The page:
Verónica Miguela, Ph.D. Postdoctoral Researcher
Verónica is a Biology and Biochemistry based post-doctoral researcher in the Lujambio Lab. She is interested in discovering new tumor suppressor genes implicated in the tumorigenesis and progression of hepatocellular carcinoma (HCC). She is also focused on finding novel combinatorial therapies to improve the treatment of this pathology. She obtained her Ph.D. from the “Instituto de Neurociencias” in Alicante (Spain), studying the molecular mechanisms of oncogenesis mediated by the BTB transcription factor Pipsqueak, under the supervision of Dr. María Domínguez and Dr. Esther Caparrós.
Marina Ruiz de Galarreta, Ph.D. Postdoctoral Researcher
Marina is a biomedicine based postdoctoral fellow in the Lujambio Lab. She is interested in understanding the role of the tumor microenvironment on the response to hepatocellular carcinoma (HCC) treatment. Her aim is to identify novel combinations of drugs and immunotherapy for HCC treatment. Her research interests also include studying the role of microbiome on the development of liver cancer. She graduated from the University of Navarra (Spain) in 2009 with bachelor’s degrees in Biology and Biochemistry and she holds an MSc in Biomedical Research. She obtained her Ph.D. from the University of Navarra studying the biology of hepatic stellate cells and the role of the Unfolded Protein Response (UPR) in the regulation of liver fibrogenesis.
Pedro Molina-Sanchez, Ph.D. Postdoctoral Researcher
Pedro is a biomedicine based postdoctoral researcher in the Lujambio Lab. His main interest is the identification of new therapeutic targets for hepatocellular carcinoma (HCC). He is now focused on the establishment and characterization of new models of HCC based on the most common genetic alterations using CRISPR technology. He graduated from the University of Valencia (Spain) in 2008 with a bachelor’s degree in Pharmacy and he holds an MSc in Molecular and Cellular Biology. He obtained his Ph.D. studying the role of the oncosupressor p27 in vascular dysfunction and associated cardiovascular diseases at the Spanish National Center for Cardiovascular Research (CNIC) in Madrid.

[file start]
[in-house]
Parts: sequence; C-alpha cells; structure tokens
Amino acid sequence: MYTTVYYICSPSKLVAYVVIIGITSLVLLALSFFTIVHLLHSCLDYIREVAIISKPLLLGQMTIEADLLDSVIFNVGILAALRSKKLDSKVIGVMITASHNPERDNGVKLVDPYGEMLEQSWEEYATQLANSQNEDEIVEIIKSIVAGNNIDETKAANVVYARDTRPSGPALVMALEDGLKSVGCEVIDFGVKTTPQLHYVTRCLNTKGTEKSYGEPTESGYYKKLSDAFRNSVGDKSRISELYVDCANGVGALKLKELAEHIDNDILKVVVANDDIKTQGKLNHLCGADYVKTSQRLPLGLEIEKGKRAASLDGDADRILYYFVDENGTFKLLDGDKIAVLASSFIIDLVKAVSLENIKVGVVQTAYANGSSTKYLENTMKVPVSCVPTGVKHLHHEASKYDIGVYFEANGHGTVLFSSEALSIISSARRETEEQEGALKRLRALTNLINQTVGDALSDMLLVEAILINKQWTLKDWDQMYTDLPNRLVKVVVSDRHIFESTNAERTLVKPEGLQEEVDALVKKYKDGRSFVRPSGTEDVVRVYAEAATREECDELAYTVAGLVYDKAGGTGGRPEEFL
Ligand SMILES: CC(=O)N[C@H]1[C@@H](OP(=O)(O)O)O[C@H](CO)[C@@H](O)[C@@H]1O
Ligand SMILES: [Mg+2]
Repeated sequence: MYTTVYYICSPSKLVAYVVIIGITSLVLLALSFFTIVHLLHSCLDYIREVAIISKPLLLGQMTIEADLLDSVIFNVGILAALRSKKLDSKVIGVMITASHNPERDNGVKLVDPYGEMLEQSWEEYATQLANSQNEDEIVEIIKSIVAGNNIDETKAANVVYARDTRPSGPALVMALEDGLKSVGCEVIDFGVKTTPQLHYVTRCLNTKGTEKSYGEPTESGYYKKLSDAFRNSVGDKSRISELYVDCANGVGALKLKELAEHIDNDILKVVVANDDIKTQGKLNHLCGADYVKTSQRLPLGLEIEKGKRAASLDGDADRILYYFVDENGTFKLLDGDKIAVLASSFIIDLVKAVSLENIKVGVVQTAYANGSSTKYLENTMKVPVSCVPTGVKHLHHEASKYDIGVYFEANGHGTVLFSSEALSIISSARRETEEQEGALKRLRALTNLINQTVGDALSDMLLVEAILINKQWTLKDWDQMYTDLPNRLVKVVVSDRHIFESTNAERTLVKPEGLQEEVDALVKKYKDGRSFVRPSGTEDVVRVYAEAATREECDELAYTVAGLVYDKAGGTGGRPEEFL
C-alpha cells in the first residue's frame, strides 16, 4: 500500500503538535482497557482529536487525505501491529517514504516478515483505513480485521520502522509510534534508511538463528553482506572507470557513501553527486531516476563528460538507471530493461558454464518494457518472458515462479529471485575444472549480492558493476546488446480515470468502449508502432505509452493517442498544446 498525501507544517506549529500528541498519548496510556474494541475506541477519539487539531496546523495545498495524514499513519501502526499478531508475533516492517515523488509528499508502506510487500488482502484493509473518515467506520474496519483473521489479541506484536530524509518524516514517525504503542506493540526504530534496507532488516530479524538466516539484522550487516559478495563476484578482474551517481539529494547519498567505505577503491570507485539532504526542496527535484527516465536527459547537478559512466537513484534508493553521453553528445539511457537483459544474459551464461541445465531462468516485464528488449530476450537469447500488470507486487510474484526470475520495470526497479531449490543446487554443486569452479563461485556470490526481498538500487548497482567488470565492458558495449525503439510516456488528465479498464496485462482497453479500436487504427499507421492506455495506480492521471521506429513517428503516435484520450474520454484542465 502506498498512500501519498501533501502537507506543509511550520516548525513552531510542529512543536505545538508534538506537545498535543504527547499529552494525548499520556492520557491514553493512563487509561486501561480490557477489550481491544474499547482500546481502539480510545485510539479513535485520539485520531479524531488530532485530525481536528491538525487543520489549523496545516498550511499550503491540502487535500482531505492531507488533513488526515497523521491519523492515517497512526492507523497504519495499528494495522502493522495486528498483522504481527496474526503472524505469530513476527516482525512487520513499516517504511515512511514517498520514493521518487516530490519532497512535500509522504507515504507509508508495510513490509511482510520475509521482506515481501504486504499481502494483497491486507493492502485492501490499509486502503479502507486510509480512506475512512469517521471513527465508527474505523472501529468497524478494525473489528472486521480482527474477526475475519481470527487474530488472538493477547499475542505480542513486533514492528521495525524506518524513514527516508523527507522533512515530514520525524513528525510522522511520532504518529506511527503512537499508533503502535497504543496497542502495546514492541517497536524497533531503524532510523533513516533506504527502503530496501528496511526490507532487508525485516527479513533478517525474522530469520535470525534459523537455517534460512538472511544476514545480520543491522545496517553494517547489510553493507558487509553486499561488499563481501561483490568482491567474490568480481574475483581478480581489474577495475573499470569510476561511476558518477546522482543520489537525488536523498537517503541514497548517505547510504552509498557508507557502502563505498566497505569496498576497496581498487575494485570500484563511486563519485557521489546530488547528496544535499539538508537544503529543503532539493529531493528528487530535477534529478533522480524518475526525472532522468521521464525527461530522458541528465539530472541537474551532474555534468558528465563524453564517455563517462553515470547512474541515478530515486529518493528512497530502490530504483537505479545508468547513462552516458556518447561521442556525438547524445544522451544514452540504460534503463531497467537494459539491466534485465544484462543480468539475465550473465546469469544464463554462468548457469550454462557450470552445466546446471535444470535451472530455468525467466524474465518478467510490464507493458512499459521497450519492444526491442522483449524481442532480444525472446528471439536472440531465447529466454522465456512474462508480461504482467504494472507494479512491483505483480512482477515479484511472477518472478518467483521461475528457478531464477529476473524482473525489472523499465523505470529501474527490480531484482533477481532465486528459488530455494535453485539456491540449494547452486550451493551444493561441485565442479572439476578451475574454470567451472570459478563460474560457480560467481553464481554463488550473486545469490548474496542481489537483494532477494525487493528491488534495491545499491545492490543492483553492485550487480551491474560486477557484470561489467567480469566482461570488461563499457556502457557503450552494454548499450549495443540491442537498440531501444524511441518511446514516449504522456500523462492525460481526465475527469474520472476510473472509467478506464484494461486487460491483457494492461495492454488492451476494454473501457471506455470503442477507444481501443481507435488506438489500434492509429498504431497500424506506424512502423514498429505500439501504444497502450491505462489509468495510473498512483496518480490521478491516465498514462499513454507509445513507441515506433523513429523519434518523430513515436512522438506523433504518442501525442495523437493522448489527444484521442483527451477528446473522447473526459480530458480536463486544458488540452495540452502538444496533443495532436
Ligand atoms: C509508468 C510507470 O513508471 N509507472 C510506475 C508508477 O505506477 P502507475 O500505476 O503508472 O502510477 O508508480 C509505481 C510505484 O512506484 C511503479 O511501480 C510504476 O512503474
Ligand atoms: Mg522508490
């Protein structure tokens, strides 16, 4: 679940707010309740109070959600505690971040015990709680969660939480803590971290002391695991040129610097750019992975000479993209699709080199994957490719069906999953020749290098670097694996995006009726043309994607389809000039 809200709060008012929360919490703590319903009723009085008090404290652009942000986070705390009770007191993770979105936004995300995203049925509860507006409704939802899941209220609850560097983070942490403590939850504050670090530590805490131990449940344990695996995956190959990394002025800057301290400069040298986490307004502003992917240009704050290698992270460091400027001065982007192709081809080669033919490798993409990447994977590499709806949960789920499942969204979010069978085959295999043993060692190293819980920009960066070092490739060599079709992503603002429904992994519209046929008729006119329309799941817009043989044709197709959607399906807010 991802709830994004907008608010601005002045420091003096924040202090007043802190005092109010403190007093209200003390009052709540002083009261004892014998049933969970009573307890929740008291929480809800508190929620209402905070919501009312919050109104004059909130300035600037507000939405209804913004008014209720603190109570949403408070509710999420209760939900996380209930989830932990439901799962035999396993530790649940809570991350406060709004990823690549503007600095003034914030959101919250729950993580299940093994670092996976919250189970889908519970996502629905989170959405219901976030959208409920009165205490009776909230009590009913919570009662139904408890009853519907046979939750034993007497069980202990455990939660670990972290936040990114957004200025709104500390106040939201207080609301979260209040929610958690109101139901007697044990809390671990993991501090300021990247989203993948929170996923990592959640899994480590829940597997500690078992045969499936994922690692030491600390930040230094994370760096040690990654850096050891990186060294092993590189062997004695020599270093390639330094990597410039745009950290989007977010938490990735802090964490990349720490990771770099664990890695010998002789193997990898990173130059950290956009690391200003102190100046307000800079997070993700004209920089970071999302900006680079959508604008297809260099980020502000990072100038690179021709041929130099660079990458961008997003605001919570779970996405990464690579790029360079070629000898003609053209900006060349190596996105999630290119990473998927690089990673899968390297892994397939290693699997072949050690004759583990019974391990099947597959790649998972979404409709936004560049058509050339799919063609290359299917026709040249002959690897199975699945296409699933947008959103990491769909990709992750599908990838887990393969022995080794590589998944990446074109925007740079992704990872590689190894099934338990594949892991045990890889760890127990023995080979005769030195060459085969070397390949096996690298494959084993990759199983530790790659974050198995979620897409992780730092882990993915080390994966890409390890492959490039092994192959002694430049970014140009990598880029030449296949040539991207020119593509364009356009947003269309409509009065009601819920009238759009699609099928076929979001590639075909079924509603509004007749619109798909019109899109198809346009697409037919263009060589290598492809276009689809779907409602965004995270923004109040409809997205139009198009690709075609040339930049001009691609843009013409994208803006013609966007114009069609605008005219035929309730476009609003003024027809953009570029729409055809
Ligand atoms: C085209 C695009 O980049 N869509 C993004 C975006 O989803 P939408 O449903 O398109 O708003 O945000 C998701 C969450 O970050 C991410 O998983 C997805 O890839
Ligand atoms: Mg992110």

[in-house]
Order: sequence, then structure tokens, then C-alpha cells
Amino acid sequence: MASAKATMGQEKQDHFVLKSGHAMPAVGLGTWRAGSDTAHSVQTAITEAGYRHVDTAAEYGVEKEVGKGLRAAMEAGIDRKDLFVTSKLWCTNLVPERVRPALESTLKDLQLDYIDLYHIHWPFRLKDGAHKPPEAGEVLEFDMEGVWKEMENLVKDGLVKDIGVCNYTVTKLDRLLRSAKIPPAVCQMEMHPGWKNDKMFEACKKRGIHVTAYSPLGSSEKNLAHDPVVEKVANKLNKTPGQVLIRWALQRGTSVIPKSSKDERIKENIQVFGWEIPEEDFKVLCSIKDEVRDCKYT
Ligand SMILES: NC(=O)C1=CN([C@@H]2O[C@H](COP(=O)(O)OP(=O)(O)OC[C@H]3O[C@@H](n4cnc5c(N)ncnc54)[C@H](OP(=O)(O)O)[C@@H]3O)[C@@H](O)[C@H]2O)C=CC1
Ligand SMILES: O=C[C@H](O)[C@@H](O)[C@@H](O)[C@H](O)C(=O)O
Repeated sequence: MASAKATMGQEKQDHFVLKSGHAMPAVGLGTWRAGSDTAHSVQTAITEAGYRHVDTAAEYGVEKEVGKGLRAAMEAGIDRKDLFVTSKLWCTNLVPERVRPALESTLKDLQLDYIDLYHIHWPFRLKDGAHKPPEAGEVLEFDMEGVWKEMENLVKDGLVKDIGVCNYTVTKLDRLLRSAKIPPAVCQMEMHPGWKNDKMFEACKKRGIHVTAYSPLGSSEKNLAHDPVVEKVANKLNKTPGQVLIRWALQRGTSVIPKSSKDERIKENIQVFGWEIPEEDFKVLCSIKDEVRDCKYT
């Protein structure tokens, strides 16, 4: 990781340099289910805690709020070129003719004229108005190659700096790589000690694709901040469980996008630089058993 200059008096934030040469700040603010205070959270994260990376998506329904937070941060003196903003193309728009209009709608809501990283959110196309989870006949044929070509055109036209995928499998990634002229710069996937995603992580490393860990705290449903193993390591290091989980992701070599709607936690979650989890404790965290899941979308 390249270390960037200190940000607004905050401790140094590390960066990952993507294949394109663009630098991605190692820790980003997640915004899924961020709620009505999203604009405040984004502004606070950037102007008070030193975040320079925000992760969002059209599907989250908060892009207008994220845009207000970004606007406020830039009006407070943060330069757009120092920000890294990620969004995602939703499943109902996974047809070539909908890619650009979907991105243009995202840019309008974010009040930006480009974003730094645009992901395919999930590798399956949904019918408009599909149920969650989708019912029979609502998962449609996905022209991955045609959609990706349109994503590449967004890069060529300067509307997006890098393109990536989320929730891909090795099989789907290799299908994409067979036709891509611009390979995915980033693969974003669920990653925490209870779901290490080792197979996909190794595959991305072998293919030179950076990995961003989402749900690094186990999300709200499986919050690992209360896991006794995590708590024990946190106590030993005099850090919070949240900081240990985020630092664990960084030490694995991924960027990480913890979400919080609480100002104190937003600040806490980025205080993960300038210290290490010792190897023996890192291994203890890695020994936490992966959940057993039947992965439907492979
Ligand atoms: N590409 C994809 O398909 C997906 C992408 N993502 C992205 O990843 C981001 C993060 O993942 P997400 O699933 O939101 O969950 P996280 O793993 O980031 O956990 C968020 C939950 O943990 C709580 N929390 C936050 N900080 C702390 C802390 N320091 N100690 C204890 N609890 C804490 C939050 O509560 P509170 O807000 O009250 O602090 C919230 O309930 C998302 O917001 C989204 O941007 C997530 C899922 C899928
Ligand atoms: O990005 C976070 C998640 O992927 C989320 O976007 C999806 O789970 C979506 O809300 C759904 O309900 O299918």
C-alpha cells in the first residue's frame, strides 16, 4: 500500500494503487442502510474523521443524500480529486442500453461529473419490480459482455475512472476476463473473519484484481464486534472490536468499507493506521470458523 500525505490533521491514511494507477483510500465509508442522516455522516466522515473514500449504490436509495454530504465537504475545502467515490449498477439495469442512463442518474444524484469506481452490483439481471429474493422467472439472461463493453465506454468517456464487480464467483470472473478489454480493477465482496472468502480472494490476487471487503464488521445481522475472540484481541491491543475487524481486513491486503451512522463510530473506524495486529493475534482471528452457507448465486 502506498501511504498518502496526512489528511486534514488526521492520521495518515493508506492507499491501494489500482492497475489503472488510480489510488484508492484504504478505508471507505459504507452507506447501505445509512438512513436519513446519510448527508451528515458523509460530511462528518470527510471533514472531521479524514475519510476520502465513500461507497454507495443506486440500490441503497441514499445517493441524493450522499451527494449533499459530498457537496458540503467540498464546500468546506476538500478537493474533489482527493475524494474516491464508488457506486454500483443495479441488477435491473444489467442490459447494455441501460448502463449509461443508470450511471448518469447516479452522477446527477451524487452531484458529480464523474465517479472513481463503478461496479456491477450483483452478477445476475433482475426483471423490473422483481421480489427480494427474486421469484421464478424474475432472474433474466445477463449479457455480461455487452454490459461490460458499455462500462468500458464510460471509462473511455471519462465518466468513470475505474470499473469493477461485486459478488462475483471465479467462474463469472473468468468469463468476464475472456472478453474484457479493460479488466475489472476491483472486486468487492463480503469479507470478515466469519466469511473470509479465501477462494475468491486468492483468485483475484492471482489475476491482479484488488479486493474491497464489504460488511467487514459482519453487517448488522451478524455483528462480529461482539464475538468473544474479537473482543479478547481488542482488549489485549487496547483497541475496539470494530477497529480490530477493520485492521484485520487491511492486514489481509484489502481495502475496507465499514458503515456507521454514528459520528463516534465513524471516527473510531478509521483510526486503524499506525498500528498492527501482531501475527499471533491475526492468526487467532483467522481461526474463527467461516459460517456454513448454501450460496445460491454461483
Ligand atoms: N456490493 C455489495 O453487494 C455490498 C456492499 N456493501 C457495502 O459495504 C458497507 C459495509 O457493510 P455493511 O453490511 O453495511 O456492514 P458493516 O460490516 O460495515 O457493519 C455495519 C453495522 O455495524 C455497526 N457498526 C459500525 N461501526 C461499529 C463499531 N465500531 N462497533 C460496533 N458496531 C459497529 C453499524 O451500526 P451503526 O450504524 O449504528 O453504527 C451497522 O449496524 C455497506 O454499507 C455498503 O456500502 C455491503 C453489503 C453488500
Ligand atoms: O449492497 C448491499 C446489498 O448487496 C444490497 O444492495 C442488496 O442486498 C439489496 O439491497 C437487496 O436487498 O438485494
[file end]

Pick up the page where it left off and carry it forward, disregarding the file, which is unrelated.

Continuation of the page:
Elizabeth Bitterman, Research Associate
Elizabeth graduated from Stern College for Women in 2017 where she studied Biochemistry and Computer Science. During her undergraduate studies, she conducted neurogenesis and nutraceutical research. Currently, Elizabeth is a biomedicine-based researcher in the Lujambio lab. She is studying the biology of the most common mutations associated with human hepatocellular carcinoma (HCC). Elizabeth uses murine models and CRISPR/Cas9 based strategies to identify personalized therapies for HCC
Erin Bresnahan, Medical Student
Erin is a medical student at the Icahn School of Medicine at Mount Sinai taking a scholarly year to study mechanisms of intrinsic and acquired resistance to anti-PD1 immunotherapy treatment in HCC, and explore combination therapies that may restore sensitivity to anti-PD1 therapy. She previously worked on analyzing ultrastructural changes associated with soluble amyloid beta oligomers in the Dutch mouse model of Alzheimer’s disease during her first 2 years of medical school, under the supervision of Dr. Dara Dickstein. She graduated from Cornell University in 2013 with a BA in physics, after which she worked for 2 years as a clinical research assistant in the Mount Sinai Hospital’s Department of Surgery.
Julien Bollard, Ph.D.
Alvaro Cuesta, Ph.D.
Troy Rubenstein, B.A.